26 26 5. Example from Psychology The mental lexicon contains at least three kinds of information about words: their spellings, their pronunciations, and their meanings. Neuropsychological research indicates that the three forms of information are stored in three separate systems, as shown below. Information about the three separate modules is gained by natural experiments. People with dementia don’t know meanings of words but have normal visual word recognition and normal pronunciation. People with anomia aphasia can’t access the pronunciation of words but have normal visual word recognition and normal knowledge of word meanings. People with surface dyslexia can see but can no longer recognize familiar printed words even though they are still able to speak words and still able to appreciate their meanings. The mental lexicon contains at least three kinds of information about words: their spellings, their pronunciations, and their meanings. Neuropsychological research indicates that the three forms of information are stored in three separate systems, as shown below. Information about the three separate modules is gained by natural experiments. People with dementia don’t know meanings of words but have normal visual word recognition and normal pronunciation. People with anomia aphasia can’t access the pronunciation of words but have normal visual word recognition and normal knowledge of word meanings. People with surface dyslexia can see but can no longer recognize familiar printed words even though they are still able to speak words and still able to appreciate their meanings. Letter identification Orthographc lexicon Semantc system Phonological lexicon Grapheme-phoneme Correspondence rules print speech

27 27 5. Example from Psychology Much mechanistic explanation in cognitive psychology observes the modularity requirement. As such, mechanistic explanation has typical benefits, which explain its prevalence and importance in psychology: (1) It identifies modules that may display more invariant behaviour than the systems to which they belong. (2) It identifies modules that can be studied in isolation as well as in situ. (3) It identifies modules that may be reassembled in other systems. (4) It isolates modules that can be independently debugged or repaired. If psychological mechanisms were not modular, then these benefits could not be realized. Much mechanistic explanation in cognitive psychology observes the modularity requirement. As such, mechanistic explanation has typical benefits, which explain its prevalence and importance in psychology: (1) It identifies modules that may display more invariant behaviour than the systems to which they belong. (2) It identifies modules that can be studied in isolation as well as in situ. (3) It identifies modules that may be reassembled in other systems. (4) It isolates modules that can be independently debugged or repaired. If psychological mechanisms were not modular, then these benefits could not be realized.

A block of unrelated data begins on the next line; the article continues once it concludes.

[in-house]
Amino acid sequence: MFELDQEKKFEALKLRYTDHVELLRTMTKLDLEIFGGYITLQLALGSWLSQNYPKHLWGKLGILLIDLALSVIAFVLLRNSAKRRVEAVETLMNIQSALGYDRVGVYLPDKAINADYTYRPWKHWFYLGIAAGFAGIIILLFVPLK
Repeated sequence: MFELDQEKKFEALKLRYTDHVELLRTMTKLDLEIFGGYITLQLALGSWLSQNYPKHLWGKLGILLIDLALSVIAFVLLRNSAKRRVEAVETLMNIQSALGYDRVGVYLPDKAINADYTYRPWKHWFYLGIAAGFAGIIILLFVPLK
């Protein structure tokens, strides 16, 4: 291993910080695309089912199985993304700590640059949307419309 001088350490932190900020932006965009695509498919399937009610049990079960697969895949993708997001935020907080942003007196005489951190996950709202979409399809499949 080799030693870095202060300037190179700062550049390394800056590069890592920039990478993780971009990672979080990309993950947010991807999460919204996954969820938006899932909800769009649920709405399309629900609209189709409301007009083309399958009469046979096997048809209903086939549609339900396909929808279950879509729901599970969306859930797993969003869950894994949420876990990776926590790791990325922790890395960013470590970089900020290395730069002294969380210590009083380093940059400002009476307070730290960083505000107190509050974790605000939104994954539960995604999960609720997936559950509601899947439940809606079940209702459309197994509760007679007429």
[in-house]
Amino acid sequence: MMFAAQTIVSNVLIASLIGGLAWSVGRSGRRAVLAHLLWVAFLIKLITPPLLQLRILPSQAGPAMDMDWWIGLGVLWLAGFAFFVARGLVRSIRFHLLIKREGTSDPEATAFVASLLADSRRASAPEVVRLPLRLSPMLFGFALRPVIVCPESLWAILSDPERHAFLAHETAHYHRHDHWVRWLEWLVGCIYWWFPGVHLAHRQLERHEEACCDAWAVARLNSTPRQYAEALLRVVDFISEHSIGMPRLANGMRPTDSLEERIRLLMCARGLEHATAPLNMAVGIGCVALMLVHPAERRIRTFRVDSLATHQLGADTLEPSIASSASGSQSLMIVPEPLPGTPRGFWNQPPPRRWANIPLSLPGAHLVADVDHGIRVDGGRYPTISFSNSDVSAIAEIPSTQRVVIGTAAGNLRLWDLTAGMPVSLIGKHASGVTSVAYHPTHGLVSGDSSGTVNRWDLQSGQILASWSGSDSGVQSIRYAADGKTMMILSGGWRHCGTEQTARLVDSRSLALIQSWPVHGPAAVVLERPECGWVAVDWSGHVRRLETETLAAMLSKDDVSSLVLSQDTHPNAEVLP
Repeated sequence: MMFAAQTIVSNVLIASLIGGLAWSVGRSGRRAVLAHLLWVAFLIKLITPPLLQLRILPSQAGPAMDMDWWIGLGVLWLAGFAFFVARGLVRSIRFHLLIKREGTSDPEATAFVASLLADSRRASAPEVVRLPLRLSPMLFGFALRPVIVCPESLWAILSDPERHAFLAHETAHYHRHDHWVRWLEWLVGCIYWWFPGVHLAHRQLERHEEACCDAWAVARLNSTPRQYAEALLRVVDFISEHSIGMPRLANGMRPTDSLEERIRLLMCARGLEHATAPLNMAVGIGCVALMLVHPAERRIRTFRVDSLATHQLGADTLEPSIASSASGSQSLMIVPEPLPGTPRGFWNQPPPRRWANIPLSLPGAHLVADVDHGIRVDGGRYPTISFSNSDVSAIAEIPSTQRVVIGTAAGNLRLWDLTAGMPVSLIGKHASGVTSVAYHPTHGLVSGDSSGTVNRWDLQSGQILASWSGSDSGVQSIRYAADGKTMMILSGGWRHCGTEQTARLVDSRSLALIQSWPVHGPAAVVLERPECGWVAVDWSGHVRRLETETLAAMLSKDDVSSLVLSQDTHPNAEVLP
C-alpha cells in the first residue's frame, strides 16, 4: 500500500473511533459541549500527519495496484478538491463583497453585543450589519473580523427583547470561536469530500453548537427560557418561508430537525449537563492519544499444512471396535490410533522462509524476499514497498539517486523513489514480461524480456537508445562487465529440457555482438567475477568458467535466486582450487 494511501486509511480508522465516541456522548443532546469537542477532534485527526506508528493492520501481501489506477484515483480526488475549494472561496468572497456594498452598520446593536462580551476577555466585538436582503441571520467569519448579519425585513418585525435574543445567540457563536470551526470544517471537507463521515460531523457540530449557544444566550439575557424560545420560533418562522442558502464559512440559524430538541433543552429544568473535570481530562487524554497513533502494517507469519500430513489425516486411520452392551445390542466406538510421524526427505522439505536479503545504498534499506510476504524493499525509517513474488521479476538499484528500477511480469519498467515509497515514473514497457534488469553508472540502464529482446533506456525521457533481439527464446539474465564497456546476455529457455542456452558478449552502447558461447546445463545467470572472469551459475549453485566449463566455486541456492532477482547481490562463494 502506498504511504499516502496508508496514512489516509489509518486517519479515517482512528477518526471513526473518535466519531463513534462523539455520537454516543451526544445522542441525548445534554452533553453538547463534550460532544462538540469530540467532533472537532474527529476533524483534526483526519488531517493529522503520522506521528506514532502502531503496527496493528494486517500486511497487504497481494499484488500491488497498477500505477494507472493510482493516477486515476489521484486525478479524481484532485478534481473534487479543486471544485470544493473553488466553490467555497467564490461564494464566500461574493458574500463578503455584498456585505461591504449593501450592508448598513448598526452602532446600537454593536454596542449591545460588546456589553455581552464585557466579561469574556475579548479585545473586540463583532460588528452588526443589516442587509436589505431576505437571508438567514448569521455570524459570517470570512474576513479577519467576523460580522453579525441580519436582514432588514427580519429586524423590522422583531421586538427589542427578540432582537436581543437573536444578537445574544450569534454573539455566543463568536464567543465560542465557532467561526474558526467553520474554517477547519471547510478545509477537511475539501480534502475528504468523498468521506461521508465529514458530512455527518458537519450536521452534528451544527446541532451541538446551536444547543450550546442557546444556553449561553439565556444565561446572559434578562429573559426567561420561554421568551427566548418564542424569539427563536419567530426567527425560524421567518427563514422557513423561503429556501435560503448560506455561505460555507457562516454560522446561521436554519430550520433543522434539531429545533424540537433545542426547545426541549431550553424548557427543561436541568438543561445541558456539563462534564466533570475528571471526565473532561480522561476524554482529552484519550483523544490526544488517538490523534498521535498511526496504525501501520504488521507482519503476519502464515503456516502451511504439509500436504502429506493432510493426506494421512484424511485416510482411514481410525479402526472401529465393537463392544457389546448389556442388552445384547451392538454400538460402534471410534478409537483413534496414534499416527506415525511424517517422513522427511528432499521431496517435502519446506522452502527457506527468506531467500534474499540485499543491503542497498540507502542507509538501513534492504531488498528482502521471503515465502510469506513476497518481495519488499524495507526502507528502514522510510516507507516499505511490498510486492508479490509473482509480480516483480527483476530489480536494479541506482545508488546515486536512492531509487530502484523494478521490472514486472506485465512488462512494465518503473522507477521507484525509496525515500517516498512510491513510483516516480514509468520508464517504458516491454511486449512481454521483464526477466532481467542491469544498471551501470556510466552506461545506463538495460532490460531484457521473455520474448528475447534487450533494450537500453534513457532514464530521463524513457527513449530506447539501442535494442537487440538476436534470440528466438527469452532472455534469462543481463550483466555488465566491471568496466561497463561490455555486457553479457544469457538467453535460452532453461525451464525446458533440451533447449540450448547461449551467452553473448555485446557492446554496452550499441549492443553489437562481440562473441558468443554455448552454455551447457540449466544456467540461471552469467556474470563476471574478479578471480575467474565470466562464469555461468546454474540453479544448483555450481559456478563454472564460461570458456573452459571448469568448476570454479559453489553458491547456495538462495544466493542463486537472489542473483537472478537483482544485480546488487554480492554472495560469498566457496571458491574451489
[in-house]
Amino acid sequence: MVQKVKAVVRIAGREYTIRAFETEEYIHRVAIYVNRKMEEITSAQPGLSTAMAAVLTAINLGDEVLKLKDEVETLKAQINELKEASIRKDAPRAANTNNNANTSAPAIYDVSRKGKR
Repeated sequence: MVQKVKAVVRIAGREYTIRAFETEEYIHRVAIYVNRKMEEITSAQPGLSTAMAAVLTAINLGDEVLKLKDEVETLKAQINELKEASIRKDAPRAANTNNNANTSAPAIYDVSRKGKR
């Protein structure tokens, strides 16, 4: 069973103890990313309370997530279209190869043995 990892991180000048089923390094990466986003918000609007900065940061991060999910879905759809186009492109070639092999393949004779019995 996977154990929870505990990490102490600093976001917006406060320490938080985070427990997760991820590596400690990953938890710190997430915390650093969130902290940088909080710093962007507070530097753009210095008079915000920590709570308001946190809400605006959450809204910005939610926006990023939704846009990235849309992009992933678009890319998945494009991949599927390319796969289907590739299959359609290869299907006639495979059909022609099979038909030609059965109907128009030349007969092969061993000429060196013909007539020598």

28 28 6. Criticisms of Modularity I regard the modularity assumption as a default assumption we make in studying mechanisms in cognitive psychology. As evidence for this, I have cited the common experimental methods that take modules to be domain specific and functionally dissociable. These depend on the assumption that an intervention (natural or experimental) can disrupt one module or capacity without disrupting others. More generally, the modularity assumption is part of the general strategy of mechanistic explanation which tries to understand the workings of a whole system in terms of the workings of individual components, taken in isolation.. I regard the modularity assumption as a default assumption we make in studying mechanisms in cognitive psychology. As evidence for this, I have cited the common experimental methods that take modules to be domain specific and functionally dissociable. These depend on the assumption that an intervention (natural or experimental) can disrupt one module or capacity without disrupting others. More generally, the modularity assumption is part of the general strategy of mechanistic explanation which tries to understand the workings of a whole system in terms of the workings of individual components, taken in isolation..